Coroner Testifies in Rail Killer Case
HOUSTON (AP) _ A coroner was called to the witness stand today as prosecutors built their case against a man suspected of killing nine people in three states as he crisscrossed the nation by freight train.
Angel Maturino Resendiz’s attorneys opened his capital murder trial on Monday by admitting their client was responsible for the death of Dr. Claudia Benton and eight others but saying he should be found innocent by reason of insanity.
Resendiz, 40, is on trial for Benton’s slaying only. If convicted, he could face the death penalty.
Today, prosecutors questioned Harris County Medical Examiner Dr. Joye Carter about how she recovered Benton’s body from the suburban Houston home and the autopsy she later performed.
Benton died from stab wounds and blunt trauma, and there was evidence she had been sexually assaulted, Carter said. Crime scene photographs of Benton’s bedroom showed a bloody butcher knife on the floor near her body.
``There were three stab wounds from the back that went through to the front of″ Benton’s body, Carter said. She said those stabs were so forceful, they broke several of Benton’s ribs and collapsed her lungs. Her body was bruised and two bones in her right forearm were also broken, apparently while fighting off her attacker, Carter said.
Carter identified in a photograph a bloody statuette found at the scene as the blunt object which likely was used to smash Benton in the head 19 times, repeatedly fracturing the skull.
Other witnesses expected to testify today included Texas Ranger Drew Carter, who helped persuade Maturino Resendiz to surrender last summer.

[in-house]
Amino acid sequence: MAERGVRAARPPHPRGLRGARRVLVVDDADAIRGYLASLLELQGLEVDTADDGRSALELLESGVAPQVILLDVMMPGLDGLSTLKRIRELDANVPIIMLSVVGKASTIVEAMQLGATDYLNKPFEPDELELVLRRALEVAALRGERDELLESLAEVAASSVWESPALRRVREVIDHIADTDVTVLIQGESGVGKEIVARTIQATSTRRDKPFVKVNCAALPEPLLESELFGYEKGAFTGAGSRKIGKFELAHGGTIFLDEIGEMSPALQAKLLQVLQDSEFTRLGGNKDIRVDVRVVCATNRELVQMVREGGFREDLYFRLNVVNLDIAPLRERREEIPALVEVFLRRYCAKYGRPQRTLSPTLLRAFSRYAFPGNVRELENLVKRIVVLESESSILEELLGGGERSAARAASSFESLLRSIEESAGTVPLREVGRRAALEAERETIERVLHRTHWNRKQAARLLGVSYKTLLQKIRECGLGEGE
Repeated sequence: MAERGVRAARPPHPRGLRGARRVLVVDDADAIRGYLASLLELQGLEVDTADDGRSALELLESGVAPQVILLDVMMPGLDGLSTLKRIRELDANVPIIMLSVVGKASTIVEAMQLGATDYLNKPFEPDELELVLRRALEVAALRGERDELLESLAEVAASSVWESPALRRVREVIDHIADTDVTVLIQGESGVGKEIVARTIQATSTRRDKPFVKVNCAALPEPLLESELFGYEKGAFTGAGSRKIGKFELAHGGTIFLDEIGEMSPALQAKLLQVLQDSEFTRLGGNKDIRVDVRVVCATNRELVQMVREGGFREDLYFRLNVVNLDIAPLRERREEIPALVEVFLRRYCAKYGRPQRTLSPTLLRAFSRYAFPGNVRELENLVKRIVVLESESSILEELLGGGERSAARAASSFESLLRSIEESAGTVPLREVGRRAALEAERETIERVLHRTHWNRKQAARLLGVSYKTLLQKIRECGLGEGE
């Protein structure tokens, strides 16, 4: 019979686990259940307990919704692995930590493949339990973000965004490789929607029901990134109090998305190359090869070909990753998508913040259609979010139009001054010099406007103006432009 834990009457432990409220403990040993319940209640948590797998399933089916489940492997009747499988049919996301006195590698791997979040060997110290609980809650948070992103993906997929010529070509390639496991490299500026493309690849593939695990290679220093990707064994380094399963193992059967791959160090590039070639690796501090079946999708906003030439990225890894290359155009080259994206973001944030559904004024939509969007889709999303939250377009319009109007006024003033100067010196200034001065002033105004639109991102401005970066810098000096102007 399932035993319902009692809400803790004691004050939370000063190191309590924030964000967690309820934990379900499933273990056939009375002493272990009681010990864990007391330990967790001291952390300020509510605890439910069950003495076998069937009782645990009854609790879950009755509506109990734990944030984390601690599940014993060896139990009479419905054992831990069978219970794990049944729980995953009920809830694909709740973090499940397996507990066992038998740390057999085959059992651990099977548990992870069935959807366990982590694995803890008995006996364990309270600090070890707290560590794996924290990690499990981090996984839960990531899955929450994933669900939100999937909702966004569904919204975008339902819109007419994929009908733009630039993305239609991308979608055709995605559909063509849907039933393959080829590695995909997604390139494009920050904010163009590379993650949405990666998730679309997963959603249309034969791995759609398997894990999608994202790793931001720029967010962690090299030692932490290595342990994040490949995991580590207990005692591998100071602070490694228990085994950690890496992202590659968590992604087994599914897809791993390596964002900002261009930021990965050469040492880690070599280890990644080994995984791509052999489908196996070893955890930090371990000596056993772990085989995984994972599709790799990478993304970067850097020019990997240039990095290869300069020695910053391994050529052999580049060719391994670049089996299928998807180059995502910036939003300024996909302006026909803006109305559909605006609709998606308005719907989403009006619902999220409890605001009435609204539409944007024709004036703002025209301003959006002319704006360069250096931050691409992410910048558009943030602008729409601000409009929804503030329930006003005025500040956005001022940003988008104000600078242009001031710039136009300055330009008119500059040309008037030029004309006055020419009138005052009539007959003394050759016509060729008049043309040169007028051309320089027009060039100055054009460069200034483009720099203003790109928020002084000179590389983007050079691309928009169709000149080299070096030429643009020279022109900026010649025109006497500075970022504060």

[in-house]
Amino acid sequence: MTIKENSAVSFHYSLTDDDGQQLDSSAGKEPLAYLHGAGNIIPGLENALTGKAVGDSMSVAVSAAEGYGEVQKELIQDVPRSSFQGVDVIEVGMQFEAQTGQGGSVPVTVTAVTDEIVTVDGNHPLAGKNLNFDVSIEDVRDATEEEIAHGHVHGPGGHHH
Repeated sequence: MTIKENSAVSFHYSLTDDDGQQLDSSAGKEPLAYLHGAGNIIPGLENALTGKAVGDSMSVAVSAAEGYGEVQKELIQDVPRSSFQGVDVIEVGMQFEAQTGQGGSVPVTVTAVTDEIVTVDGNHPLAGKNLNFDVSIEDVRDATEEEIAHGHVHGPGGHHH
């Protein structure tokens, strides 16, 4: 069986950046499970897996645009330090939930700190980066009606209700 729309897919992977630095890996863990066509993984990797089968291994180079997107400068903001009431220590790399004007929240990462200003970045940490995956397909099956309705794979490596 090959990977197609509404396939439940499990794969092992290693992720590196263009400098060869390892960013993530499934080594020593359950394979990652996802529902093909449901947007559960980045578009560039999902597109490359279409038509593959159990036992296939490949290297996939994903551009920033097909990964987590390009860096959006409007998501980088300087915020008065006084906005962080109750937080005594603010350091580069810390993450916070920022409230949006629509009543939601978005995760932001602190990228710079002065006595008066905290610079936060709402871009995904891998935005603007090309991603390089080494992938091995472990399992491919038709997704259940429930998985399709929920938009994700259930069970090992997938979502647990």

Authorities say the Mexican citizen killed five other people in Texas, two in Illinois and one in Kentucky from 1997 to 1999.
During testimony Monday, George Benton recalled his fear when his wife’s co-workers called him in Arizona, where he was visiting family with the couple’s twin daughters, and said they could not contact her.
``We had two telephone lines into the house and a pager, so I was pretty alarmed,″ Benton said.
That pager was later shown in the crime scene photographs, lying outside the bedroom where Benton was killed.
Fingerprints on a jewelry box, a button and on pieces of broken plastic from the steering column of Benton’s sport utility vehicle tie Maturino Resendiz to the crime scene, and DNA and blood evidence tie him to the slaying, prosecutor John Holmes Jr. said.
Maturino Resendiz’s attorneys, Allen Tanner and Rudy Duarte, said little after Tanner’s opening statement in which he told jurors he intended to show them that his client was insane at the time of the killings.
``The defendant has no remorse for any of his crimes,″ Turner said. ``The defendant in his mind thinks these people were evil and deserved to die.″